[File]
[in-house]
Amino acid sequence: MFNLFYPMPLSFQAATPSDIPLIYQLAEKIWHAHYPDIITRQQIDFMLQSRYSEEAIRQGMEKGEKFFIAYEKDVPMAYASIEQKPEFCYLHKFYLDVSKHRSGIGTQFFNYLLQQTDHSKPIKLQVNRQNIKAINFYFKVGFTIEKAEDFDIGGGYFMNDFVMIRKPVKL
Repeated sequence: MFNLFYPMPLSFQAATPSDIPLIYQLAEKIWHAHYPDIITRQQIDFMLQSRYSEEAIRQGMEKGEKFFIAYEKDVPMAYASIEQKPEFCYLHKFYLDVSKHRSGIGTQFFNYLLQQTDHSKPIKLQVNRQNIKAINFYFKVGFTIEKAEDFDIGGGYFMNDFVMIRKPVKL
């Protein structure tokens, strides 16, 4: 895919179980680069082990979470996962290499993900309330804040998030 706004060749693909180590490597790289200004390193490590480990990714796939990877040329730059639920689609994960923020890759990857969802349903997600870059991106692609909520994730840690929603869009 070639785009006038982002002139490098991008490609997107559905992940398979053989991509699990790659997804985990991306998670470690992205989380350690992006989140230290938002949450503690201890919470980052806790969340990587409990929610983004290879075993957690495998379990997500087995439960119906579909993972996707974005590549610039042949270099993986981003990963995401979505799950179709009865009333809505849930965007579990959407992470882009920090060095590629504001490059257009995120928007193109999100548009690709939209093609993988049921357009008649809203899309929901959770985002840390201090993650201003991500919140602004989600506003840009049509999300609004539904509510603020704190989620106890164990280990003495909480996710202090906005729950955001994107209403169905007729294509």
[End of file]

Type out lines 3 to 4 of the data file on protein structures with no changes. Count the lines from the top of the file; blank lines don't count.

Repeated sequence: MFNLFYPMPLSFQAATPSDIPLIYQLAEKIWHAHYPDIITRQQIDFMLQSRYSEEAIRQGMEKGEKFFIAYEKDVPMAYASIEQKPEFCYLHKFYLDVSKHRSGIGTQFFNYLLQQTDHSKPIKLQVNRQNIKAINFYFKVGFTIEKAEDFDIGGGYFMNDFVMIRKPVKL
């Protein structure tokens, strides 16, 4: 895919179980680069082990979470996962290499993900309330804040998030 706004060749693909180590490597790289200004390193490590480990990714796939990877040329730059639920689609994960923020890759990857969802349903997600870059991106692609909520994730840690929603869009 070639785009006038982002002139490098991008490609997107559905992940398979053989991509699990790659997804985990991306998670470690992205989380350690992006989140230290938002949450503690201890919470980052806790969340990587409990929610983004290879075993957690495998379990997500087995439960119906579909993972996707974005590549610039042949270099993986981003990963995401979505799950179709009865009333809505849930965007579990959407992470882009920090060095590629504001490059257009995120928007193109999100548009690709939209093609993988049921357009008649809203899309929901959770985002840390201090993650201003991500919140602004989600506003840009049509999300609004539904509510603020704190989620106890164990280990003495909480996710202090906005729950955001994107209403169905007729294509």